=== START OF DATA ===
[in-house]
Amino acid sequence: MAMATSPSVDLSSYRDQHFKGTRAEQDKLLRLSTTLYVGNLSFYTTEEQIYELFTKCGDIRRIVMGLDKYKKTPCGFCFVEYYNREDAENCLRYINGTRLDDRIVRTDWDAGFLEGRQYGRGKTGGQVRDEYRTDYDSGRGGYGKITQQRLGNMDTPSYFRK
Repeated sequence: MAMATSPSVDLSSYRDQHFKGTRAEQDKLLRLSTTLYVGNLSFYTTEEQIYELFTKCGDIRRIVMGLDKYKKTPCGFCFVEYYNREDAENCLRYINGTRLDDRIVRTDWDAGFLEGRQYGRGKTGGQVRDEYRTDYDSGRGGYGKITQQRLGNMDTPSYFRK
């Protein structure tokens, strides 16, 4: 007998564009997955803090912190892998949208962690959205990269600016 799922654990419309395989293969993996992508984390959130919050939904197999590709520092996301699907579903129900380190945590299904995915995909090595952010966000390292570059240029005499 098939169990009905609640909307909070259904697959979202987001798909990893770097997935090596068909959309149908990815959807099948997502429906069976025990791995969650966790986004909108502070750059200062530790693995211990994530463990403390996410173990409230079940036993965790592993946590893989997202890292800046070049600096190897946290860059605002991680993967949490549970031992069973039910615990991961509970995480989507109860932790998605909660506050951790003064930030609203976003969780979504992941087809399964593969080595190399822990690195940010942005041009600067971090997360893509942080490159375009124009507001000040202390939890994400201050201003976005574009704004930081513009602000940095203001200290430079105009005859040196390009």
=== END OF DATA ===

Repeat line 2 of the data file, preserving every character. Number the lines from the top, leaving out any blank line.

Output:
Amino acid sequence: MAMATSPSVDLSSYRDQHFKGTRAEQDKLLRLSTTLYVGNLSFYTTEEQIYELFTKCGDIRRIVMGLDKYKKTPCGFCFVEYYNREDAENCLRYINGTRLDDRIVRTDWDAGFLEGRQYGRGKTGGQVRDEYRTDYDSGRGGYGKITQQRLGNMDTPSYFRK